all photos: Shauna Alexander
You have a new favorite bar, you just don’t know it yet. It’s called Dodge City and it opened this week.
You can find Dodge City on U Street, next door to Velvet. It even shares a common owner named Haile Berhane. It’s name comes from a song by the Go Go Posse from 1988. You’re going to want to spend time here.
What’s it like? From the outside you’ll notice that formerly boarded up windows are now open. The first floor has a wide open area with plenty of seating and newly finished wood floors that lead to an elevated bar in the back. A set of built-in banquettes sits in front of the bar. You’ll stand on that to order drinks when the bar is crowded, even though you probably aren’t supposed to.
Head upstairs and you’ll find yourself on the dance floor, with a DJ booth housed in a nook in the corner. Turn around and you see another bar overlooking U Street with a gorgeous deco glass chandelier lighting the space. Small tables offer seating by the bar.
What do they serve? The bar is straightforward. No mixology, just booze. But the beer, that’s something special. Dodge City offers 12 taps, serving: Dry Blackthorn Cider ($5), Founder’s Porter ($7), Great Lakes Dortmunder Gold ($6), Bell’s Oberon ($6), Victory Golden Monkey ($6), Green Flash Hodhead ($8), Speakeasy Prohibition Ale ($6), B.R. Racer 5 IPA ($7), Guinness ($6). Not on tap while I visited, they also plan on serving Hell or High Watermelon wheat beer, Scrimshaw Pilsner and Troegs.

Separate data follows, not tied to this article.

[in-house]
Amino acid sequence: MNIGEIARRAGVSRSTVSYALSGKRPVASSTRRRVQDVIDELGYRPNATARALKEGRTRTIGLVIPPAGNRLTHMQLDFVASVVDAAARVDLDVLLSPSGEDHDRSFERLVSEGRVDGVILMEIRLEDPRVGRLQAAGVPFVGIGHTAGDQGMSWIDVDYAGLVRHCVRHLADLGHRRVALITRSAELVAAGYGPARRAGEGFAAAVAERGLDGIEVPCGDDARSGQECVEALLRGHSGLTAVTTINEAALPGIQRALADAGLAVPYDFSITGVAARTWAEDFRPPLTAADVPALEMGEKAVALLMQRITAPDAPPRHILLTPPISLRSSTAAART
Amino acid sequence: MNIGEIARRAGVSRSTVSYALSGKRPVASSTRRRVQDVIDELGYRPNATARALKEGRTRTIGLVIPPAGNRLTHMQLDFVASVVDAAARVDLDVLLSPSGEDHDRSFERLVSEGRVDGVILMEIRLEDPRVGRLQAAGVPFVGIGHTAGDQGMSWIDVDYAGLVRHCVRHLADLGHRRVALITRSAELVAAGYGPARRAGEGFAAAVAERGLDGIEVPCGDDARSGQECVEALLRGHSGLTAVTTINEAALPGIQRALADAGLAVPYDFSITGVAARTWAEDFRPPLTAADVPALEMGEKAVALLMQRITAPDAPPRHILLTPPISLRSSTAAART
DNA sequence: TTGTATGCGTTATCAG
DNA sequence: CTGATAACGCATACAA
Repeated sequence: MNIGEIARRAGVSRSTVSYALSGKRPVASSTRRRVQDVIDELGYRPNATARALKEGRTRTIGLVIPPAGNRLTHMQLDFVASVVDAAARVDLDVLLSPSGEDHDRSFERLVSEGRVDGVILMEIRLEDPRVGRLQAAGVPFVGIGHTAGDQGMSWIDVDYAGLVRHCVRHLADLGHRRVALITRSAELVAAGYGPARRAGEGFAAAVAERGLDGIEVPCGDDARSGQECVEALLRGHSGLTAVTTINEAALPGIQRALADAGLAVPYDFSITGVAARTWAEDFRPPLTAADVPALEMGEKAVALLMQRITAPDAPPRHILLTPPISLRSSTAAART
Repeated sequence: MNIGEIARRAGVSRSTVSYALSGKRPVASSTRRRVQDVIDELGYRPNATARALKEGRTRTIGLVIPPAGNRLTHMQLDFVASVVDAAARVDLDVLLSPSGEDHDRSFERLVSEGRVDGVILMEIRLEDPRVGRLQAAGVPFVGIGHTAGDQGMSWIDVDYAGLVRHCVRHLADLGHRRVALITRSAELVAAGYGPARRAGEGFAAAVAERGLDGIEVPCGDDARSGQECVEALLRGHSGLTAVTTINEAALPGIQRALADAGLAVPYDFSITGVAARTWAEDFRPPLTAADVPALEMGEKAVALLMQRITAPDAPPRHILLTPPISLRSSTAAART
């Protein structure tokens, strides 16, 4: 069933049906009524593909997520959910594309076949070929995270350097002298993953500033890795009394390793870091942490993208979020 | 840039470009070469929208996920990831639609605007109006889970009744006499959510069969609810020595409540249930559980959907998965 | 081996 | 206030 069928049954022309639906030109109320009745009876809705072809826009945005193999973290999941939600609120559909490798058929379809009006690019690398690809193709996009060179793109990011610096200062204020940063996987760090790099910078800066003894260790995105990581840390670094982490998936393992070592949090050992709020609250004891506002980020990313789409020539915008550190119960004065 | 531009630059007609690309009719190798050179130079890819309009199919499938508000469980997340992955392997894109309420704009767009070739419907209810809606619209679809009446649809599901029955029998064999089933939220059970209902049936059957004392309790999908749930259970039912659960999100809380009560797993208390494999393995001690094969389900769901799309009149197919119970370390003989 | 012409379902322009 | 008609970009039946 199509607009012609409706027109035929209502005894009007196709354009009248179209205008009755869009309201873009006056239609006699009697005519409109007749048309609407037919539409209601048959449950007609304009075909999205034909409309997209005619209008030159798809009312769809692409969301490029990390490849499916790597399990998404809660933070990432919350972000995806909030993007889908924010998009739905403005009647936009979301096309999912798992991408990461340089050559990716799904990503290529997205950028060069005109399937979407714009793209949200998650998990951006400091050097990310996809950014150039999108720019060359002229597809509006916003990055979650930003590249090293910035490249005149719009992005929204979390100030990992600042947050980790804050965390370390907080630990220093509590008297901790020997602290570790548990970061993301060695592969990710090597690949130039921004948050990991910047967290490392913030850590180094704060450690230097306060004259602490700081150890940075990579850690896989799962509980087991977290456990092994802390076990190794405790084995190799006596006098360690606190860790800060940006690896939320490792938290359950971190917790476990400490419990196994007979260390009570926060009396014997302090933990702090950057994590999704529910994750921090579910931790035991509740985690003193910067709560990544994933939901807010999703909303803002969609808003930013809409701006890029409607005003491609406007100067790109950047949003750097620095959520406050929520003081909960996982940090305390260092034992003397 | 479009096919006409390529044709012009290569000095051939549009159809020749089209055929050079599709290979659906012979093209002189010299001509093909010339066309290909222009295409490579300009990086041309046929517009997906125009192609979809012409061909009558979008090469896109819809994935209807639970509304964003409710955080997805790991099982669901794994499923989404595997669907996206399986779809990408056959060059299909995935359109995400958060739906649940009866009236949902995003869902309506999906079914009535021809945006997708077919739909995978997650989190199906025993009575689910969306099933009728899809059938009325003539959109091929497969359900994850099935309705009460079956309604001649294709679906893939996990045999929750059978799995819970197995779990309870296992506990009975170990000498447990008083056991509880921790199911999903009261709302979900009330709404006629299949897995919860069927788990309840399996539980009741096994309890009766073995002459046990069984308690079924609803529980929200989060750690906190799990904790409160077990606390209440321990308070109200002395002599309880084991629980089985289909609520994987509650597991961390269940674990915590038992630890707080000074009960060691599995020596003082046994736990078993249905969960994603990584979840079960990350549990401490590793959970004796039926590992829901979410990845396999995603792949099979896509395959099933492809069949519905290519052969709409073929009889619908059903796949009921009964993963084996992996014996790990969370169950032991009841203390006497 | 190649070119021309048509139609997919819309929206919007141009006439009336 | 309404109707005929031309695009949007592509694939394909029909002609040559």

Dodge City has the ubiquitous Tavern license, which means they need to serve something. That something comes in the form of pepperoni rolls, which frankly sound delicious. Patrick Mucklow, partner and bartender, said the pepperoni roll is indicative of his West Virginia roots and he’s excited to introduce them to DC. Basically a roll stuffed with pepperoni, they started as a cheap and easy way for Italian miners to eat while they were in the mines. Patrick’s parents have been trying bakeries in West Virginia for the best rolls and he guarantees that they taste just as good when you’re sober – a challenge I say!
Why does it feel so familiar? You’ll recognize a lot of faces when you walk in. Abdul Kayoumy from Velvet and Angie Hopson from the Black Cat are also partners in the venture and serving you drinks, just like they have for years. The night I went, Benjy Faree was at the door, something I always like to see. The crowd felt familiar and reminded me of years past.
The Kingpin connection! Maybe the biggest reason Dodge City feels so familiar is that many of us have already been there. It used to be Kingpin. Remember Kingpin? It was on U Street before anything else was on U Street.
They made a movie about it called “Dive” that played at Visions in 2003. Matt Burger had the role of “Junkie,” Ceasar Fort played the role of “Caesar.”
Kingpin wasn’t fancy, but it didn’t need to be because it was dark, loud and we were all drunk. If you stayed late enough you’d get locked in and listen to people pound on the door outside, just trying to get one more beer. If you used the bathroom you needed a spotter since the doors were always about to fall off or get knocked in. The u-shaped bar (where the dancefloor is now) ensured that you either had the best, or worst, service imaginable. It was the kind of place you could talk to strangers, kiss someone who wasn’t your boyfriend and go home smelling like an ashtray and bar mat. I loved Kingpin.
When it burned down a few years ago it was a real loss and for years many of us wondered what would happen to the space. With Dodge City, that question is answered. And they did an amazing job of restoring the space without taking away from what Kingpin was. A little slice of home on the best corner in town.
Congratulations to everyone involved. Can’t wait to give you my time and money!
Other Dodge City coverage: